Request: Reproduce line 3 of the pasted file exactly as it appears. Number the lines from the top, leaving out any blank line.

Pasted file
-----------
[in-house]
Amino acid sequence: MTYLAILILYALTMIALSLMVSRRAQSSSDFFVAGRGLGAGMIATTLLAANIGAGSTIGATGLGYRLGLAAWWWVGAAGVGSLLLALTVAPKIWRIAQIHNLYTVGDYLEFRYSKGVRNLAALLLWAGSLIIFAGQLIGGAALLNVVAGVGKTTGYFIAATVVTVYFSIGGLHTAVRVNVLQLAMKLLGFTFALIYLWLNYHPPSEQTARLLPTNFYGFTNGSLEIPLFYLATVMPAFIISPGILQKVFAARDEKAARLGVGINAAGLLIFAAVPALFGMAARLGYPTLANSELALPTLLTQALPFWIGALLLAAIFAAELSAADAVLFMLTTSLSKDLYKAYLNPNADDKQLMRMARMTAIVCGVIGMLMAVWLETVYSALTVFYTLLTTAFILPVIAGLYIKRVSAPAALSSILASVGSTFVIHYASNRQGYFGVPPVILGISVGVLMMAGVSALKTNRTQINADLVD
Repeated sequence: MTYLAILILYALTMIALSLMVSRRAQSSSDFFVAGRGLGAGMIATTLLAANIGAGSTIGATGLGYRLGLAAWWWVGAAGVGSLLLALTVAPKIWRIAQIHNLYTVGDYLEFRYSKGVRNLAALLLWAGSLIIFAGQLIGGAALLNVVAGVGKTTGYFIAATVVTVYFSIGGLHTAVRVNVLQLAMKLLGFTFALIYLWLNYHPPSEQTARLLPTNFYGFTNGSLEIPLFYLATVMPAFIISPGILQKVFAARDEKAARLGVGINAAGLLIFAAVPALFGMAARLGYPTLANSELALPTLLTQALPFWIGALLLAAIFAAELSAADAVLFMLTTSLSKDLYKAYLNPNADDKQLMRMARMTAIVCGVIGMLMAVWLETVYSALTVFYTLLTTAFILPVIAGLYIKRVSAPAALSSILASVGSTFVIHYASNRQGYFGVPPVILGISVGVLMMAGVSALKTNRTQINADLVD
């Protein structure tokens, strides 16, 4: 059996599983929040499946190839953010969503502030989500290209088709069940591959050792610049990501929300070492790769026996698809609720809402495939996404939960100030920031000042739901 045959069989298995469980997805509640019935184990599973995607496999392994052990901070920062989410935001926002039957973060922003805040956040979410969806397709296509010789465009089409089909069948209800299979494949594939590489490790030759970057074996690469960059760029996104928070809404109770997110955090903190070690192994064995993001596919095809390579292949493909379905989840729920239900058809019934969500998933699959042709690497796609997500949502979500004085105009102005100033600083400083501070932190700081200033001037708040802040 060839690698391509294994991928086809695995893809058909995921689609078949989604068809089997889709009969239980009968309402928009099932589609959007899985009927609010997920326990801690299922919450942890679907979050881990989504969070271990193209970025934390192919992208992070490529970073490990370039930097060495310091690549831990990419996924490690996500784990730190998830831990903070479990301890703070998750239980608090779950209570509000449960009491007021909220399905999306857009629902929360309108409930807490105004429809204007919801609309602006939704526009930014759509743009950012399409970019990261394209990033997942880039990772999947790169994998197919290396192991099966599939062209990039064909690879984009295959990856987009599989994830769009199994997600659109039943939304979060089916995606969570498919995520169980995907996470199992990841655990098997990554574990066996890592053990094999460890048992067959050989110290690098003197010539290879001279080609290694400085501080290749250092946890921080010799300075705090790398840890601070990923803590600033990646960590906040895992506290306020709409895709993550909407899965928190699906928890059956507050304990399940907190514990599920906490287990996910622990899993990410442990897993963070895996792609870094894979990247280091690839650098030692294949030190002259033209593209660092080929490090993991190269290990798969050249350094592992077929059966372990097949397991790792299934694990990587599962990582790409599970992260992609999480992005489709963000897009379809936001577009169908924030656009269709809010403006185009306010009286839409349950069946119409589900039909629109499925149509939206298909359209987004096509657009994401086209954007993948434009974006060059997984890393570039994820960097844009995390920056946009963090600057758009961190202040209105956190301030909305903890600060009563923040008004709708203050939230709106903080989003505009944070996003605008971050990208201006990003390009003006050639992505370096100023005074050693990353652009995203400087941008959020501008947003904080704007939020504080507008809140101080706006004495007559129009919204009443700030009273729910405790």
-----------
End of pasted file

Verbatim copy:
Repeated sequence: MTYLAILILYALTMIALSLMVSRRAQSSSDFFVAGRGLGAGMIATTLLAANIGAGSTIGATGLGYRLGLAAWWWVGAAGVGSLLLALTVAPKIWRIAQIHNLYTVGDYLEFRYSKGVRNLAALLLWAGSLIIFAGQLIGGAALLNVVAGVGKTTGYFIAATVVTVYFSIGGLHTAVRVNVLQLAMKLLGFTFALIYLWLNYHPPSEQTARLLPTNFYGFTNGSLEIPLFYLATVMPAFIISPGILQKVFAARDEKAARLGVGINAAGLLIFAAVPALFGMAARLGYPTLANSELALPTLLTQALPFWIGALLLAAIFAAELSAADAVLFMLTTSLSKDLYKAYLNPNADDKQLMRMARMTAIVCGVIGMLMAVWLETVYSALTVFYTLLTTAFILPVIAGLYIKRVSAPAALSSILASVGSTFVIHYASNRQGYFGVPPVILGISVGVLMMAGVSALKTNRTQINADLVD